Common glass, used in windows or bottles, for example, is made by heating a mixture of calcium oxide (lime), sodium carbonate (soda), and silicon (IV) […] Read more
Think about a laboratory animal. Have you drawn a mouse in your mind? Perhaps a monkey? I would bet that you had not thought about […] Read more
The last issue of the Journal of Economic Perspectives published the article Is China Socialist? by Barry Naughton , which I summarize here. . In order […] Read more
Signs of organic material spotted on Ceres . Evidence of the building blocks of life has been found on the dwarf planet Ceres. NASA’s Dawn […] Read more
When we approximate two superconducting materials at low temperature, so that they are only separated by a very thin layer (less than 10 nanometres thick) […] Read more
The identification of previously unknown proteins is a difficult task and often requires to follow unconventional thinking. In my previous post, I have described how […] Read more
It is said that Washington Irving’s biography of Christopher Columbus, published in 1828, was the work that started the legend that the discoverer of America […] Read more
Today is Monday morning and I am going to my laboratory in Niteroi by ferryboat. I took it from the XV Square of Rio de […] Read more
Carbon has four valence electrons. To fill its octet, it requires four additional electrons, which can be obtained through the formation of four covalent bonds. […] Read more
Archaeologists work by destroying their object of study. An archaeological excavation is a process of deliberate destruction of the site being dug, during which relevant […] Read more
Author: Shu Ning got her BSc degree in Pharmacy from Shenyang Pharmaceutical University (China) in 2014. In 2016, she obtained her Master of Research degree […] Read more
Author: Koldo Garcia-Etxebarria got his Ph.D. in genetics at UPV/EHU in 2010. After a couple of years at the Evolutionary Biology Institute (CSIC-UPF) in Barcelona, […] Read more
Author: Álvaro Peralta Conde is a senior researcher at CLPU (Pulsed Lasers Centre). Although unfortunately it takes place in rare situations, the synergies between scientific […] Read more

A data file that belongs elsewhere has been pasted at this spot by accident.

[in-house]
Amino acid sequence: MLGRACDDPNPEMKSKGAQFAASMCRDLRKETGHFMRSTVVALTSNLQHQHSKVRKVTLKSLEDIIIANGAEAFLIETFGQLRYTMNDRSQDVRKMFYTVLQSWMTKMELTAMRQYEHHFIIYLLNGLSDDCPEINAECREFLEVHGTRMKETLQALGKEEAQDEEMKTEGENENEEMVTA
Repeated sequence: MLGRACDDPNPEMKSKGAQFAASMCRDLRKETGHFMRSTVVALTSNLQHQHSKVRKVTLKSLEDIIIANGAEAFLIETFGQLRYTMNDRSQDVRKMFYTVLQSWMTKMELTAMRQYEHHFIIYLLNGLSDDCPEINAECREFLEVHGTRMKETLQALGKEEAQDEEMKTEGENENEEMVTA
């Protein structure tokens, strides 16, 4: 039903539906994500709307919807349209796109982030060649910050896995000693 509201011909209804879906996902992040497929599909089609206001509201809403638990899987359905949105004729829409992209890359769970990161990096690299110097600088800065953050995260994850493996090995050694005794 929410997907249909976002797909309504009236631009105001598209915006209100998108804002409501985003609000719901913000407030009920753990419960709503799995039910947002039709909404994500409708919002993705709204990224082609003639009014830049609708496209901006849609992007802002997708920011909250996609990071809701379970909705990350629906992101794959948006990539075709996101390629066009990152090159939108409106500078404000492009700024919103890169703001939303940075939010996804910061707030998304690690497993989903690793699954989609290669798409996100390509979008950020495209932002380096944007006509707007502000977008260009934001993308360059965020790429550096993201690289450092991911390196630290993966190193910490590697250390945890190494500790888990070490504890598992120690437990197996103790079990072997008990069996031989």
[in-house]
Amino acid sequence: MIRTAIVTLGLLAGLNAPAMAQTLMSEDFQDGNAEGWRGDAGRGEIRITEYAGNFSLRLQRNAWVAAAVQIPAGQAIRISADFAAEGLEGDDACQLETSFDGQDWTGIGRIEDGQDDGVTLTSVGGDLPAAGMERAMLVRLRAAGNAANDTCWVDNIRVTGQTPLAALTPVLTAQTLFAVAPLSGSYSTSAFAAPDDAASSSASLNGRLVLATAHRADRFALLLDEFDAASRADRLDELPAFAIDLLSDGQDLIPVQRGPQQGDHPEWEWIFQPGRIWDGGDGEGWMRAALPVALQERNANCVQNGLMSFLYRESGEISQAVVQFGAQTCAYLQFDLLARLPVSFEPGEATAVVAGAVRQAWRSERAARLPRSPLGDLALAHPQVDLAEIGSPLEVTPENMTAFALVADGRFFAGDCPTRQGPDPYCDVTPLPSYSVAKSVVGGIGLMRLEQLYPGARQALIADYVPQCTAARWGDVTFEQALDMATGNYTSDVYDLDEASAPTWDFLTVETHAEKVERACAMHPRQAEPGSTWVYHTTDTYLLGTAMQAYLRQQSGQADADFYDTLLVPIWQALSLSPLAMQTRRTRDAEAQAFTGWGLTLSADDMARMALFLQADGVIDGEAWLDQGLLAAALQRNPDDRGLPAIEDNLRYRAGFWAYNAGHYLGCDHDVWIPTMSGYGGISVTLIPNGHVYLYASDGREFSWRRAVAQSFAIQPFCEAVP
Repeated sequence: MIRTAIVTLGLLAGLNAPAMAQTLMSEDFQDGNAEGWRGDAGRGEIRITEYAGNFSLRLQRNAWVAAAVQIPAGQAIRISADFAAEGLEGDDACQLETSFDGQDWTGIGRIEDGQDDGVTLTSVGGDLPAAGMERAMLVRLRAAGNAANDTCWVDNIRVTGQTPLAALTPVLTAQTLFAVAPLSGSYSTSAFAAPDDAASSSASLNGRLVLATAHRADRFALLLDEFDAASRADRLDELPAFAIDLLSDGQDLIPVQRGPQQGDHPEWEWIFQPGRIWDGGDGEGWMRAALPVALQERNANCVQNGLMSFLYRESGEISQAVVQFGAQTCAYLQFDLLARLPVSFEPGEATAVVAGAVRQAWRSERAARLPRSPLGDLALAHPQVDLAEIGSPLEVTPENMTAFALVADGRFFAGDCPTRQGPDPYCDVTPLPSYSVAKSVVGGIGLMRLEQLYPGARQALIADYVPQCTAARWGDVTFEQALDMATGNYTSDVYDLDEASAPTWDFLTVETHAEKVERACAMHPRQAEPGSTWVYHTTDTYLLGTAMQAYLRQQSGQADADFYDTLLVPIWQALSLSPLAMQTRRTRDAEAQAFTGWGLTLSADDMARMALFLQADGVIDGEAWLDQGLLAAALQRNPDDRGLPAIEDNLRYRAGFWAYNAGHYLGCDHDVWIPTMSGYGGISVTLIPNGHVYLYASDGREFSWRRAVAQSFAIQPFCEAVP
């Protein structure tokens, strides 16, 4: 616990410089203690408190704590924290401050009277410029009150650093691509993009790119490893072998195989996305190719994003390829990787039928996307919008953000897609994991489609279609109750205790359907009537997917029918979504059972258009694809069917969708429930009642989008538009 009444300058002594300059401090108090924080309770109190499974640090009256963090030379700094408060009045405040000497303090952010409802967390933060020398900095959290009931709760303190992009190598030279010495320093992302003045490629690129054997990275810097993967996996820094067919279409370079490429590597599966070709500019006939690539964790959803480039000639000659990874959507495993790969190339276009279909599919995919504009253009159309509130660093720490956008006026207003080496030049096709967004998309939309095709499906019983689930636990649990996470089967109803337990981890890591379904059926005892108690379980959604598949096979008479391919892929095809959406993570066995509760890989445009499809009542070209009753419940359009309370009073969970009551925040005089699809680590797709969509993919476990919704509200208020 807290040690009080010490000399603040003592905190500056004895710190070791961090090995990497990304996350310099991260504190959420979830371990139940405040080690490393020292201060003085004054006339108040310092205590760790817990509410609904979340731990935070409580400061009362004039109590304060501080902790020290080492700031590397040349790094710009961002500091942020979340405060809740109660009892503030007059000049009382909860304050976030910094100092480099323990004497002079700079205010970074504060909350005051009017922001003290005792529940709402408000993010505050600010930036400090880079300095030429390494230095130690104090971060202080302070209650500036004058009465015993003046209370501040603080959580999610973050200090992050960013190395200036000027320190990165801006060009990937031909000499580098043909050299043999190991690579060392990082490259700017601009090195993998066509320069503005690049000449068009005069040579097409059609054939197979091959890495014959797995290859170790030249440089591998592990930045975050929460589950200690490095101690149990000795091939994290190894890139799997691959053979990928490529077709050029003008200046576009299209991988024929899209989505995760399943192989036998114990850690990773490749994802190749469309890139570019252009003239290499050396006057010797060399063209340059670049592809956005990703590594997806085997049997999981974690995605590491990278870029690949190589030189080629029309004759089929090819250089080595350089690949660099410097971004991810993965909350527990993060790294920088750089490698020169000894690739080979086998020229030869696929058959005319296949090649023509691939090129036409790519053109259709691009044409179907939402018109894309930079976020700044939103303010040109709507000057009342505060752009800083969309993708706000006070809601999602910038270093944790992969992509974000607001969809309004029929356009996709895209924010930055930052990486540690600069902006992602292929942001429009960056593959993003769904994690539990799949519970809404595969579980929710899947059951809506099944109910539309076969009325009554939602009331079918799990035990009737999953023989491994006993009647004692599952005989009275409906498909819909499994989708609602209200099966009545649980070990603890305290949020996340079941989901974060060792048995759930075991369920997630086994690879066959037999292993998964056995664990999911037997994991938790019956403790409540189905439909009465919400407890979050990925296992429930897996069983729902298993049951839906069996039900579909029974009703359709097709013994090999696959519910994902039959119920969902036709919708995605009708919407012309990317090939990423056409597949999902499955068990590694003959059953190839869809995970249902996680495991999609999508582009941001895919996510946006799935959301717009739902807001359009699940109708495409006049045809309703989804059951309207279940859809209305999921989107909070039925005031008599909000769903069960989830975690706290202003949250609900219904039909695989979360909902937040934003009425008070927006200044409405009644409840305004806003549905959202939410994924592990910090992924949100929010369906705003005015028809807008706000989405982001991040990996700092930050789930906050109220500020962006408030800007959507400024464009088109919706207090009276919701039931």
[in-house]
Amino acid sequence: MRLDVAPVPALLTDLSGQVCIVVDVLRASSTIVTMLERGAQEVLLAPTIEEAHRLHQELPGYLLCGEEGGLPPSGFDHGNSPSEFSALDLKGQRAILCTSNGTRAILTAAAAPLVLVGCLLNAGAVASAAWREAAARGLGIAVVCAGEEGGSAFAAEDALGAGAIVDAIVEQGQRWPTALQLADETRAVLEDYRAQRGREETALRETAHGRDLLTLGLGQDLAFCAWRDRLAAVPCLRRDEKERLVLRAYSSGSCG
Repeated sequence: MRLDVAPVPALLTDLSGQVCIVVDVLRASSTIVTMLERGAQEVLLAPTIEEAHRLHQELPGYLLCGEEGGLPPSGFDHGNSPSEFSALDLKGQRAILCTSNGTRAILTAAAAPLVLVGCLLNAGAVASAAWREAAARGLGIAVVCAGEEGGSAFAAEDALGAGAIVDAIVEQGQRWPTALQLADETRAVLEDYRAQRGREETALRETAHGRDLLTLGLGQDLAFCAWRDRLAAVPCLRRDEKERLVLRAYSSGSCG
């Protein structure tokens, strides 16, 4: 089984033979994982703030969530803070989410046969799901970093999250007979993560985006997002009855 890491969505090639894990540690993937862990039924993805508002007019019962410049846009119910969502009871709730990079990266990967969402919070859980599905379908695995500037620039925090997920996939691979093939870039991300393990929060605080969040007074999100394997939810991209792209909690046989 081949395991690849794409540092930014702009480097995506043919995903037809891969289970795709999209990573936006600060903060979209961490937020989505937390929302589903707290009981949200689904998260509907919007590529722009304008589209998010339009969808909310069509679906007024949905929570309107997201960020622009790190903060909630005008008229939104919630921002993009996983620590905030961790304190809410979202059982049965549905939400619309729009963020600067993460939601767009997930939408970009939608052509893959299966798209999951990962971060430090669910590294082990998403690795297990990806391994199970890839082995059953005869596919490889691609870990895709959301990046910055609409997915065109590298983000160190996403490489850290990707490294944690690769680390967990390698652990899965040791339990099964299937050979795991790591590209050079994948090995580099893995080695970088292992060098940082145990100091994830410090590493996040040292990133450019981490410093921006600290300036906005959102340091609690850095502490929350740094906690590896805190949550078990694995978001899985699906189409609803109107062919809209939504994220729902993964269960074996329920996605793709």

Author:. Estibaliz Capetillo-Zarate got her Ph.D. from Bonn University in 2006. Since 2007 she has worked for the Weil Cornell Medical College. Currently she is […] Read more
Author:. Uxio Labarta is a research professor at IIM-CSIC (Vigo, Galicia). From the Laboratory of Mussels Ecology and Culture Management, he works on the ecology, […] Read more
Sir Humphy Davy, in a discourse delivered at the Royal Society in 1825 said:
Fortunately science, like that nature to which it belongs, is neither limited by time nor by space. It belongs to the world, and is of no country and of no age. The more we know, the more we feel our ignorance; the more we feel how much remains unknown; and in philosophy, the sentiment of the Macedonian hero can never apply, — there are always new worlds to conquer.
Every time we make a new scientific discovery we sense where the limit of knowledge is, we feel where ignorance begins. Science is, for certain, what we think we know, but more precisely, it is being aware of the boundaries of the unknown.
In this blog we try to translate cutting edge scientific research into an educated lay-person language; consequently, as we do this, we will be Mapping Ignorance. Our goal is very simple: to spread both the latest developments in science and technology and a scientific worldview facilitating the access to it. To achieve this Mapping Ignorance is written by specialists in each field of expertise coordinated by a dedicated editor; the aim of them all is to make sometimes abstruse but otherwise wonderful scientific and technical information enjoyable by the interested general reader.